See - Supreme Court upholds SEC foreign ownership rules
"x x x.
MANILA, Philippines (UPDATED) – The Supreme Court (SC) will not nullify the foreign ownership guidelines set by the Securities and Exchange Commission (SEC), which a lawyer alleged was made to accommodate PLDT Incorporated.
x x x.
Roy questioned the constitutionality of SEC Memorandum Circular 8, series of 2013, or Guidelines on Compliance with the Filipino-Foreign Ownership Requirements.
Roy argued that it runs contrary to the SC’s ruling on October 9, 2012, on the limit to foreign ownership under Section 11, Article XII, of the Constitution.
The 2012 court ruling stated that the 60-40 ownership requirement in favor of Filipino citizens should apply separately to each class of shares. (READ: PCC: Make policy changes to open telco, energy markets)
The lawyer alleged that the SEC Memorandum Circular 8 was “tailor-made” for PLDT’s move to comply with the foreign ownership cap in public utilities.
“We point to Section 2 of MC No. 8 as appearing to have been tailor-made to accommodate the scheme of PLDT for conforming with the Constitution – amending its Articles of Incorporation to be able to issue [150 million] preferred voting shares, then selling them to a noncomplying entity called BTF (Beneficial Trust Fund) Holdings, Incorporated, to address the cap on foreign ownership in public utilities,” Roy said in his 2013 petition.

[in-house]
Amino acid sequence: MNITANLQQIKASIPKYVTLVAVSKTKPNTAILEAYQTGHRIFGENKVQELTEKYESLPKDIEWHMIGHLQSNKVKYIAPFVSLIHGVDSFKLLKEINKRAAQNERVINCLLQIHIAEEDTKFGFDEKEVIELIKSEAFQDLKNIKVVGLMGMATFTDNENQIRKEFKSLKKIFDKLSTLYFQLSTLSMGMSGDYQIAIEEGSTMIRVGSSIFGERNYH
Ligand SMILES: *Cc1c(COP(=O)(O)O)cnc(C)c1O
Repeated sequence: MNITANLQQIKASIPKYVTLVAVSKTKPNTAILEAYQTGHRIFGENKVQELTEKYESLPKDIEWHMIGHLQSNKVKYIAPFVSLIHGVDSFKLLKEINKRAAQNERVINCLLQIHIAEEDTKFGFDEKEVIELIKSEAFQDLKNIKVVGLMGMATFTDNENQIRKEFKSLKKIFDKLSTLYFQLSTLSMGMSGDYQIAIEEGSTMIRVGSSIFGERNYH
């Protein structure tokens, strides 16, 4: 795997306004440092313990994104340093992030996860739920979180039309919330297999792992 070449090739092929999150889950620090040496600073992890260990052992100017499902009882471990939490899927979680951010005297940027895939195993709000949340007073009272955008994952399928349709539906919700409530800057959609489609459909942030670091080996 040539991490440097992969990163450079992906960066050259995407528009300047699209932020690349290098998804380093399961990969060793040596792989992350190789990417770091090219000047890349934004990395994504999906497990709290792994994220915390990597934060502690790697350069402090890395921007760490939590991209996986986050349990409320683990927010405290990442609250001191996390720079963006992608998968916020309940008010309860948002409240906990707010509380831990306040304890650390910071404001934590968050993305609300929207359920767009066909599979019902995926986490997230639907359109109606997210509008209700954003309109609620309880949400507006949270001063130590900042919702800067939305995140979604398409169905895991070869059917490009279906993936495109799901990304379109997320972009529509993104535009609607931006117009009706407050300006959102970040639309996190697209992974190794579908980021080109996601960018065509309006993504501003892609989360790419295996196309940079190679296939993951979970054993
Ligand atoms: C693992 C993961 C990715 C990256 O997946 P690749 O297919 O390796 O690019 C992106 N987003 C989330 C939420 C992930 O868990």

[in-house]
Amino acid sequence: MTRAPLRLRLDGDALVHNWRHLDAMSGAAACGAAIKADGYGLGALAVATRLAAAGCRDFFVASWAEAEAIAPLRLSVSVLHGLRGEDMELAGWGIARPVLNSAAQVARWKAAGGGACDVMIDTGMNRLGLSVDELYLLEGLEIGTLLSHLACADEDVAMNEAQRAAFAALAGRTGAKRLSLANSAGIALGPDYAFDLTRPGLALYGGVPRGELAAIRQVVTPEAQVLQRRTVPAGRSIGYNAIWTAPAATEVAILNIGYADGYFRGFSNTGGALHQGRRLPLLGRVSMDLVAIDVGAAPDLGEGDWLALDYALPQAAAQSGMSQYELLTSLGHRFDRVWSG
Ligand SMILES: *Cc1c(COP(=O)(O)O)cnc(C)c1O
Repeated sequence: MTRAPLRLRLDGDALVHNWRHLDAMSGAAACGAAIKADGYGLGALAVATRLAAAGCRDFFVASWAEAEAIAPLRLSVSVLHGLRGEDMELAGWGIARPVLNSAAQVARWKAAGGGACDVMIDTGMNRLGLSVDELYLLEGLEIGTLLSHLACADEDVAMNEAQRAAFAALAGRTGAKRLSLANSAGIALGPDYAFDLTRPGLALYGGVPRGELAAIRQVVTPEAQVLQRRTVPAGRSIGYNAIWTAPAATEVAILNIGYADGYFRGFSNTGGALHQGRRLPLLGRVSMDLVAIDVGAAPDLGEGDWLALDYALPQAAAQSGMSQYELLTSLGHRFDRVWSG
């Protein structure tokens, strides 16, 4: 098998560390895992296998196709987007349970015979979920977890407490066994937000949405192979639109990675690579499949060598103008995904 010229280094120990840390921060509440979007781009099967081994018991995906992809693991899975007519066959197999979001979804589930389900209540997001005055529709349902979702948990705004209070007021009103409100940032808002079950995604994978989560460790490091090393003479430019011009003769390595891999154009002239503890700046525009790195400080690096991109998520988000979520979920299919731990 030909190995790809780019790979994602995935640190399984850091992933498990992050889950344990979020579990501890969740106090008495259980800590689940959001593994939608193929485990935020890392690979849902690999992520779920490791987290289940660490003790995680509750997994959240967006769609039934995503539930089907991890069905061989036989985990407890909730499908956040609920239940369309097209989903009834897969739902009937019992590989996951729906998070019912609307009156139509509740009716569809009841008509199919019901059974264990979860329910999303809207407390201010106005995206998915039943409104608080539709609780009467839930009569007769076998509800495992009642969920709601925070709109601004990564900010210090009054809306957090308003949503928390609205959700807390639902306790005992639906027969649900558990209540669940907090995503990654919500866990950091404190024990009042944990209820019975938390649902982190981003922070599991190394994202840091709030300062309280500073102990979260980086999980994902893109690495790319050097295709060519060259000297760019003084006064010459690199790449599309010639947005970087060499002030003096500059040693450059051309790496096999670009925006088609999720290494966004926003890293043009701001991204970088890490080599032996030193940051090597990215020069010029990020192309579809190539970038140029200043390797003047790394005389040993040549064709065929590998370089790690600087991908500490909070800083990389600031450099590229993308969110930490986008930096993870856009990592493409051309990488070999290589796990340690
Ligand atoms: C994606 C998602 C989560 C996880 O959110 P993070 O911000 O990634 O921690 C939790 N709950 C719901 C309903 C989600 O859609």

But in the SC decision this Wednesday, the High Court affirmed the SEC guidelines on foreign ownership cap.
“The Court reviewed the Gamboa Decision and Resolution and reiterated that both defined ‘capital’ broadly, but only to apply to shares of stock that can vote in the election of directors and that MC No. 8 simply implemented and is, thus, fully in accordance with Gamboa,” the SC ruled.
The High court added that "there was no actual controversy ripe for adjudication shown as the factual situations presented by Mr Roy were hypotheticals and were evidently speculative and fraught with conjectures and assumptions."
In denying Roy’s petition, the Court held that there was no abuse of discretion on the part of the SEC as it was simply implementing the Gamboa Decision and the Gamboa Resolution.
The Court also declared that there was no conflict between the definition of “capital” in the Gamboa Decision and the Gamboa Resolution.
x x x."